In the world of edged weapons, some are dearer to us than others. And I know of one kind, that gets the job done, yet very simple in design. We speak of the Nordic Seax, Sax or Scramas(e)ax - depending on time and location.
This type of blade has survived into modern age, some call them Wharncliffe blades. Personally I own two of these, that I am especially found of. One is the Cold Steel Boar Hunter, the other is the quite small Böker Nopal. A folding knife, in fact.
The interesting thing about the Boar Hunter, is its history. It was designed by Lynn Thompson, and this is the story:
Lynn had been looking at the stabbing potential of several knives from different cultures around the world (including knives from Celtic and Chinese origins amongst others) when he hit upon the idea for what would become our “Boar Hunter”. Each of the knives Lynn had selected had it’s own unique characteristics and strong-suits, but the majority of them lacked something that Lynn insists upon - a quality cutting edge.
By adding a hollow grind (running all the way from the tip to the base of the knife), Lynn was able to make a wickedly sharp edge without sacrificing point strength or stabbing potential.
It was then that he knew he had hit on something special.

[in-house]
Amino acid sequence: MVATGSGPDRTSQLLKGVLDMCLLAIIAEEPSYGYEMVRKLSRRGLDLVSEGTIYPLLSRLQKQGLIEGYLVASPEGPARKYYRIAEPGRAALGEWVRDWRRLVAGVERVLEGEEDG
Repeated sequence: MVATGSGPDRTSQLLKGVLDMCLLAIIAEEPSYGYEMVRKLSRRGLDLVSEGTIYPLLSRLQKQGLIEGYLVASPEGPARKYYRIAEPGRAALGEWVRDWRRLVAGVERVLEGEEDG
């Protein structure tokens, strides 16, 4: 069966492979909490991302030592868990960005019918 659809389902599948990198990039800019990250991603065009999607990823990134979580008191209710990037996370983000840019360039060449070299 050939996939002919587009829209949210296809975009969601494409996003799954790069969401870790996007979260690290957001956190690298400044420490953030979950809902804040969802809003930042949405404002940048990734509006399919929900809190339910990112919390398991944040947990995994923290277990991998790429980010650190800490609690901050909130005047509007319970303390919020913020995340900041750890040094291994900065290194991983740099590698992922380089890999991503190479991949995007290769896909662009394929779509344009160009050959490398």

I am no blade specialist nor historical weapons scholar, and I might be wrong. But I haven’t seen this kind of blade as typical to the Celtic culture, but the Germanic. Not that it matters. What matters, is that this indeed is a really wicked knife. And it has a history.
About the Böker folder one, in short: It too is really sharp out of the box, the quality feels great (unlike many other mass produced knives in this price range), and it’s really easy to sharpen (both of them are). I carry it everyday, everywhere I go. As it is so small, you can bring it with you without any effort at all.
So, these are some knives I would suggest you fellow knife nerds took a look at - unless you are the type that go for these really costly custom bench made knives. Then keep looking.